Gojira to Godzilla

The name Godzilla is instantly recognizable to people all around the world, even to those who’ve never seen a single movie from the world’s longest continuously running movie franchise. Godzilla was originally called Gojira, and was created in 1954 by Ishiro Honda of Toho Studios in Japan. Since then, the monster has spawned over 30 remakes and has made a name for himself as “king of the monsters.” It remains one of Japan’s biggest cultural exports to this day.

Gojira was originally crafted as a metaphor for the nuclear bomb that destroyed the Japanese cities of Hiroshima and Nagasaki just 9 years prior to the film’s release. Gojira was a monster that inspired solemn remembrance as well as fear of recurrence among the Japanese people. How, then, did a monster that stands for such a horrific period in Japanese history, come to be one of its greatest prides? The fact that Godzilla evokes sentimental feelings from the nation that he famously flattened and set aflame 61 years prior reflects the extent to which Godzilla the popular culture icon is removed from its 1954 predecessor.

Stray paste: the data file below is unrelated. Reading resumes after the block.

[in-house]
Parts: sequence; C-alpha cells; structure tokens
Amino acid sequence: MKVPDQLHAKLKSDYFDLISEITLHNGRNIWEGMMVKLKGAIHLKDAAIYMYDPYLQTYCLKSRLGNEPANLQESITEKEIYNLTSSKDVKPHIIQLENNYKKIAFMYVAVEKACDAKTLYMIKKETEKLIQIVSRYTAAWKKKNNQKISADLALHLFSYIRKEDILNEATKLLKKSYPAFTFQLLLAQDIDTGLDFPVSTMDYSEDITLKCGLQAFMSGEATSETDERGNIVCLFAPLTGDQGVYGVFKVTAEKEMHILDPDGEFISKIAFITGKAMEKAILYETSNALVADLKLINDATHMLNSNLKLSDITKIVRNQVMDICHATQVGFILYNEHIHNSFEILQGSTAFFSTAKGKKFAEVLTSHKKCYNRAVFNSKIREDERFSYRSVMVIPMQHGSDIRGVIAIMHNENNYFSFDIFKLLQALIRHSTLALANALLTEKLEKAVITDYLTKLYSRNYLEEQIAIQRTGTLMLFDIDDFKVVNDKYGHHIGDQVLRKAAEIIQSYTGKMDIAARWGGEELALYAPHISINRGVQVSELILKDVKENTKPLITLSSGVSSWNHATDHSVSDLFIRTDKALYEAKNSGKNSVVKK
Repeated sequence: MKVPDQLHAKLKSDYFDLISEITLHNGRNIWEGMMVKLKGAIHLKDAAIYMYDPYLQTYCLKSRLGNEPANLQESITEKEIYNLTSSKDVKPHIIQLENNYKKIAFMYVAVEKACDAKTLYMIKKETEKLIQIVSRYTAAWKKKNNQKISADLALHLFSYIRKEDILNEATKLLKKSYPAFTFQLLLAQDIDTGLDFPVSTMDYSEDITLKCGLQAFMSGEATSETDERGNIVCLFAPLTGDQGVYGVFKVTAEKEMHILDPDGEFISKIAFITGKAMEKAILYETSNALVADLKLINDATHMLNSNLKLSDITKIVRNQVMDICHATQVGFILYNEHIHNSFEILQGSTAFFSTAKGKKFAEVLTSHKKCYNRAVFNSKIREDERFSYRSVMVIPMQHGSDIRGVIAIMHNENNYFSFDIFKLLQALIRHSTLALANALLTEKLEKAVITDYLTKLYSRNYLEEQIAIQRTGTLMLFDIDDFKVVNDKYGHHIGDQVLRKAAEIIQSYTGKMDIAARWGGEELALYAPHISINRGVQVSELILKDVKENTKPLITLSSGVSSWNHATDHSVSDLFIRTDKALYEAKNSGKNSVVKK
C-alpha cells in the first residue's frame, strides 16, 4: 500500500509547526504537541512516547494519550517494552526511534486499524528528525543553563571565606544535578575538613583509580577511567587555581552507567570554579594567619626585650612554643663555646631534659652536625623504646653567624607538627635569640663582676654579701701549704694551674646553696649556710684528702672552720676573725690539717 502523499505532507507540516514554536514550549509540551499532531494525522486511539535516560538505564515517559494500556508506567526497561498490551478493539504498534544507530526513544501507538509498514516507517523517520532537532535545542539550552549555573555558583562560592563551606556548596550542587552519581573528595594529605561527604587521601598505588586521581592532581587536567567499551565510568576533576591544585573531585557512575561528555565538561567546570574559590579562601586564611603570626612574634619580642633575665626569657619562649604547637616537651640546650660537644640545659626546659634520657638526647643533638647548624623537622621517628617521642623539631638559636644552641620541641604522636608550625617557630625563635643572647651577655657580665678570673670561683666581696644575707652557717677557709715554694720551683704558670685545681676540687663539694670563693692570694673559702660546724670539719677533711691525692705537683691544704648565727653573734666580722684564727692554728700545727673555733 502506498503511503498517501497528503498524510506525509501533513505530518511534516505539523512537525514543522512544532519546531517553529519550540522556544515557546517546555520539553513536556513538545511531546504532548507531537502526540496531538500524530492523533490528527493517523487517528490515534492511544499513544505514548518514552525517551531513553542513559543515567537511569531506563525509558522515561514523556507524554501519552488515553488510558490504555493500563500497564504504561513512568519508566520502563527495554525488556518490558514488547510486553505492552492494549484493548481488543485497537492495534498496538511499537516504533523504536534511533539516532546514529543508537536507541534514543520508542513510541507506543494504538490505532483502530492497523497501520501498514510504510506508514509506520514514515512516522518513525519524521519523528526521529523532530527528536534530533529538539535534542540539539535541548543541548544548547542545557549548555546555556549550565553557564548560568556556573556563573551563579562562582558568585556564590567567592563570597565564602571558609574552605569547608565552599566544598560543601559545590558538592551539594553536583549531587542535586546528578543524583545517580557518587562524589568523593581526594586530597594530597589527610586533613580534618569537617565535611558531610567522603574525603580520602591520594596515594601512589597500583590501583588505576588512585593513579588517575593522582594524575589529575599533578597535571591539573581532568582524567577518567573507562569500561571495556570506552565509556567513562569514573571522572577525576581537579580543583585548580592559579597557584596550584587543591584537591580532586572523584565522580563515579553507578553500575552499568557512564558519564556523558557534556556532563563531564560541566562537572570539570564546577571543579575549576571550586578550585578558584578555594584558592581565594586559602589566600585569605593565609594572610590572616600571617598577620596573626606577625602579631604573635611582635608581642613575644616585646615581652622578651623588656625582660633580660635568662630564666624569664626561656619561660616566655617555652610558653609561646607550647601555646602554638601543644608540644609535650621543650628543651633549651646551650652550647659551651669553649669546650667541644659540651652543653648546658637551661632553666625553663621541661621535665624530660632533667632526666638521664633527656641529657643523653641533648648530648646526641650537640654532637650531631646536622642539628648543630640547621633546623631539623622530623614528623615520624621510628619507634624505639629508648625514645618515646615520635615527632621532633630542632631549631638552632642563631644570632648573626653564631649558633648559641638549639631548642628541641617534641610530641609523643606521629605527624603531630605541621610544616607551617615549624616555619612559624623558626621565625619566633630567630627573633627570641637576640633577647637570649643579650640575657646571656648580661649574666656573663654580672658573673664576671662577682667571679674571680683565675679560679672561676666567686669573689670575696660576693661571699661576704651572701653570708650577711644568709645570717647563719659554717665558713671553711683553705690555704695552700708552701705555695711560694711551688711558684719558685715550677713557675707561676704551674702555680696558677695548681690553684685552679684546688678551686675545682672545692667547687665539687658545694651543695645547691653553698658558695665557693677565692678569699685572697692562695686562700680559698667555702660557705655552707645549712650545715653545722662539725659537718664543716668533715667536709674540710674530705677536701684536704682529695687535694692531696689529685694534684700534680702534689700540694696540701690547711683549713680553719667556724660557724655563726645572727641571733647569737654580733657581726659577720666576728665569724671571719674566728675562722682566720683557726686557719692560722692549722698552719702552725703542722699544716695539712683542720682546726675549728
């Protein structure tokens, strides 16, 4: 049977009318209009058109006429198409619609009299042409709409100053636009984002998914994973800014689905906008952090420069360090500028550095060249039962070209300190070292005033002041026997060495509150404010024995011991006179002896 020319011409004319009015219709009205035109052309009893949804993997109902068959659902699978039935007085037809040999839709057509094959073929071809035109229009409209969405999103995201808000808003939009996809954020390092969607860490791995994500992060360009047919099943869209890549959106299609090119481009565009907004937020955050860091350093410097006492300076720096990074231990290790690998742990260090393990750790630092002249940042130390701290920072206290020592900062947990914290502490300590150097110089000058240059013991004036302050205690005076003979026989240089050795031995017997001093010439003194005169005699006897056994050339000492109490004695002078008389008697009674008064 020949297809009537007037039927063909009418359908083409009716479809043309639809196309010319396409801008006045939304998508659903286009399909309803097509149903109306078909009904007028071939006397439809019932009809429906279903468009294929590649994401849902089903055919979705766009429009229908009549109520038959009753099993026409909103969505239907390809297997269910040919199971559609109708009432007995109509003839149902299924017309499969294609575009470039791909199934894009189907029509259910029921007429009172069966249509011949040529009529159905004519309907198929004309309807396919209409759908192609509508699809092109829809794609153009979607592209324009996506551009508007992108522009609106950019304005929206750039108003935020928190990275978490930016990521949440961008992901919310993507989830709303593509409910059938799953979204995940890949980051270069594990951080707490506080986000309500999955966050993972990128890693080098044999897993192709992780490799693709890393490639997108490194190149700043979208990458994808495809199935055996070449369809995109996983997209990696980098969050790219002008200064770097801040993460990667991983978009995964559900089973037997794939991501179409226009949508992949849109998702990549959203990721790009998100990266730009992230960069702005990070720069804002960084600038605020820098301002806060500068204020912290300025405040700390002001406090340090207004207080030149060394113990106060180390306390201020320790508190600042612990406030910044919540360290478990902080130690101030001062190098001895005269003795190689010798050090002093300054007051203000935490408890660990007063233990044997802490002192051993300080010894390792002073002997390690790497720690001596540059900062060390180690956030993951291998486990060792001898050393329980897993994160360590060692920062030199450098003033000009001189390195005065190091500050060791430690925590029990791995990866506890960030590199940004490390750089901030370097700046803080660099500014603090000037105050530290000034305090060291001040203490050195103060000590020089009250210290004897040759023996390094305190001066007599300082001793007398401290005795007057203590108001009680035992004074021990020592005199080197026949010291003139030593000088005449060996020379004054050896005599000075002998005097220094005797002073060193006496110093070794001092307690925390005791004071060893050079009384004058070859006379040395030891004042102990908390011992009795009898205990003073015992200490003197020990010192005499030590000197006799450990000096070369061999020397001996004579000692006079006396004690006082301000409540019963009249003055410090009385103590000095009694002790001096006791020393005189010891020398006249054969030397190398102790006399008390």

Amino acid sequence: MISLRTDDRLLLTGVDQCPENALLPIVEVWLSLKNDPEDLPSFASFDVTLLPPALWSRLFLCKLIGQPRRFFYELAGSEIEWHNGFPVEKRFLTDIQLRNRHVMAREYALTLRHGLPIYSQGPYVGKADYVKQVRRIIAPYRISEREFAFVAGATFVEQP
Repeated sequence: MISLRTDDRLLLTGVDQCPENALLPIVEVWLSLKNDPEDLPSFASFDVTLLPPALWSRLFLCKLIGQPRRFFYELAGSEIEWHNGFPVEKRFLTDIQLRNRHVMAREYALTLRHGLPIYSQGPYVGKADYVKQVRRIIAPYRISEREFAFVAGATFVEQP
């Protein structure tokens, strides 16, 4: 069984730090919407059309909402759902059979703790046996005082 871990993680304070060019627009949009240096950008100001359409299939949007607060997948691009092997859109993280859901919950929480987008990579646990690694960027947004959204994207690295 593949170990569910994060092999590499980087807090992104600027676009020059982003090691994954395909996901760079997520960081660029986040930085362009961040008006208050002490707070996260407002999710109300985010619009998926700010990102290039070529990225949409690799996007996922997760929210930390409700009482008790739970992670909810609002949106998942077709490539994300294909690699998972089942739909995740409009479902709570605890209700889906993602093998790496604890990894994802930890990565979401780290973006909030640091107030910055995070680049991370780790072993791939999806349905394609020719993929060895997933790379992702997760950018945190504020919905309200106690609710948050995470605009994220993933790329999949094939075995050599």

Why Godzilla?

My major is Editing, Writing and Media, and we briefly studied Godzilla in one of my advanced English classes, which is where my inspiration came from. I chose to create a website about Godzilla, and how the meaning and importance of the original 1954 Japanese film was lost when it was remade in America, and the effects of Americanization on global films. Displacing this inherently Japanese film abroad is what turned the truly terrifying, culturally significant Gojira into the pop culture icon Godzilla.




Hello and welcome to my site! My name is Sydney Schaefer, and I’m a senior at Florida State majoring in Editing, Writing and Media. Please take a look around my website on the effects of globalization on international films, focusing specifically on Gojira (1954). Let me know if you have any comments or questions!